United States: Unguarded Moments: What Your Insurer Tells Its Reinsurer Matters To You

Last Updated: June 12 2015
Article by Richard Gallena

For the average reader seeking to learn more about insurance coverage and risk mitigation, the topic of reinsurance may not spark the same interest as issues related to coverage for data breaches, global pandemics, and trade sanctions . . . but bear with us.  Reinsurance can be a critical component in insurance coverage litigation – and it's not nearly as complex as it may seem.


In legalistic terms, the term "reinsurance" refers to a transaction in which one party, the "reinsurer," agrees to indemnify another party, the "reinsured," for part or all of the liability that the reinsured assumed under insurance policies it sold to policyholders.  More simply, it is the insurance that insurance companies buy to protect themselves from some or all of the risk they assume when the issue insurance to policyholders.  As under traditional insurance policies, the reinsured insurer pays premiums to the reinsurer to assume this risk.

While reinsurance may be an unfamiliar concept to many, according to the Reinsurance Association of America, its roots can be traced to the 14th Century.  Like insurance, reinsurance functions to spread risk across the market place so that in the event of a major loss, no single entity is left holding the entire tab.  If, for example, a natural disaster implicates coverage under numerous policies sold by a single insurance company, reinsurance then spreads a portion of this loss among the insurer's reinsurers.  This helps to ensure that insurance companies remain solvent following an unforeseen loss, and therefore benefits policyholders by ensuring that they will receive the full amount of insurance coverage to which they are entitled.


Though often overlooked, reinsurance files may contain critical information to aid a policyholder seeking coverage from its insurance company.  Similar to the notification requirements in traditional insurance policies, an insurance company is required to notify and communicate with its reinsurers in the event of a loss that may trigger coverage under the reinsurance policies.  These communications may in turn reveal an insurer's true evaluation of the merits of the policyholder's claim, and whether the insurer believes that the claim is covered.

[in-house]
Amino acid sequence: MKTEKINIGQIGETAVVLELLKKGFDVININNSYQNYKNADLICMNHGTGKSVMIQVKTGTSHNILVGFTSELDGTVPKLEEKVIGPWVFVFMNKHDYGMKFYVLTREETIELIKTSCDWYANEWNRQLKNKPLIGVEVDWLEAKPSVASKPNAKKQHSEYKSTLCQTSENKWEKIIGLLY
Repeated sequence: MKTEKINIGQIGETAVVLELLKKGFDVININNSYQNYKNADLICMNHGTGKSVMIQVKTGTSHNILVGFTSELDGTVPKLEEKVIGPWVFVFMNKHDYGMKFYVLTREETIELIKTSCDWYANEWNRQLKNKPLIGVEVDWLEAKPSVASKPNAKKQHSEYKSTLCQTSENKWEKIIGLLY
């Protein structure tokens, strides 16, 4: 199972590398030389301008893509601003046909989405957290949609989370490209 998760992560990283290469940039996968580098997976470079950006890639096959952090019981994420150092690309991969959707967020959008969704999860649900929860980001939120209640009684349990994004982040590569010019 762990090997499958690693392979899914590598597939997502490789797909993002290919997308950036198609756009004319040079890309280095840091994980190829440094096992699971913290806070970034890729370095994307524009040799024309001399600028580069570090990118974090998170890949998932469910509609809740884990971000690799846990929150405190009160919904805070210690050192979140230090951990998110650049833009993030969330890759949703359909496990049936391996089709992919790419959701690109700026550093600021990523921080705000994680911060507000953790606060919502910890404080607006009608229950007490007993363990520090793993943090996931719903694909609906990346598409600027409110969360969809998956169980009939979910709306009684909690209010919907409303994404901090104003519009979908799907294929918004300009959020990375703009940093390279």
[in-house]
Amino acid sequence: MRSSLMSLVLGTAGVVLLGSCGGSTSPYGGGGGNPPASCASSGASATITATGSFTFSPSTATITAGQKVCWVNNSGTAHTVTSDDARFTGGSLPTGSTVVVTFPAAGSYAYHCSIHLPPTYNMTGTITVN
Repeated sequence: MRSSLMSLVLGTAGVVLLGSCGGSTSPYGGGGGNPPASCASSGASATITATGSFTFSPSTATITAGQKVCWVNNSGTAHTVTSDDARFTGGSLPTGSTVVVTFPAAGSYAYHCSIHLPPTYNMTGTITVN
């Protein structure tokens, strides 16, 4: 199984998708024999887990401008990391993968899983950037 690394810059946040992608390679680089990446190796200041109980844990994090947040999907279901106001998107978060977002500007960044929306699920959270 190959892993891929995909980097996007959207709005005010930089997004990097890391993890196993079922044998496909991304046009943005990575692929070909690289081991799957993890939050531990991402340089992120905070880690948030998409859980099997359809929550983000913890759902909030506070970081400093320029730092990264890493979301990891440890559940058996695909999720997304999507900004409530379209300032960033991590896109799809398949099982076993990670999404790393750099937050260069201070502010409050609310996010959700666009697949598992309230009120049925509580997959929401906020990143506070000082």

In coverage disputes with policyholders, insurers usually resist producing reinsurance files related to the policyholder's claim, and argue that this information is either irrelevant to the coverage litigation, or protected by the work product doctrine, attorney-client privilege, or common interest protection.  Federal courts have recently rejected both arguments.

A. Reinsurance Files Are Relevant

In Leevac Shipbuilders LLC v. Westchester Surplus Lines Insurance Co., a policyholder brought suit against its insurance company and argued that the insurer denied its claim in bad faith.  To support its contention that the insurance company denied its claim in bad faith, the policyholder sought the insurer's reinsurance file related to the policyholder's claim and communications between the insurer and its reinsurer.  The insurer resisted, and argued that it was not required to produce its reinsurance files because they were irrelevant to the policyholder's claim.  A federal district court in Louisiana disagreed, and ordered the insurer to produce "any files or documents in its possession evidencing any re-insurance agreement or communications related thereto provided such documents pertain to [the policyholder's] policy or claim that is the subject of the present lawsuit."  Ultimately, these files may contain information regarding the insurer's reasons for granting or denying the policyholder's claim, and may reveal that the insurer told its reinsurer a different story about the merits of the policyholder's claim than it was willing to tell the policyholder itself.

B. Reinsurance Files Are Not Protected or Privileged

In Progressive Casualty Insurance Co. v. F.D.I.C., the policyholder moved to compel the insurer to produce its communications with reinsurers regarding the policies and claims at issue.  The insurer resisted, and argued that these communications were protected by the work product protection, the attorney-client privilege, and the common interest doctrine.

An Iowa district court disagreed, and found that the communications were neither privileged nor protected.  With regard to the work product doctrine, the court held that the communications were prepared and distributed to the reinsurance companies for business purposes – not because of the prospect of litigation.  The court also concluded that the insurer waived any attorney-client privilege when the insurer disclosed the information to the reinsurers.  The court found that there was no common interest between the insurer and reinsurer because the nature of their relationship was business related, not legally related.

Ultimately, reinsurance files and communications can be a valuable source of information for policyholders.  Their contents can be used to support a policyholder's claim that coverage exists, and that the insurance company denied a claim in bad faith.  Although insurers will never voluntarily produce reinsurance documents in discovery, the beneficial information they potentially contain is often worth the cost of bringing a motion to compel.

The content of this article is intended to provide a general guide to the subject matter. Specialist advice should be sought about your specific circumstances.

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Richard Gallena
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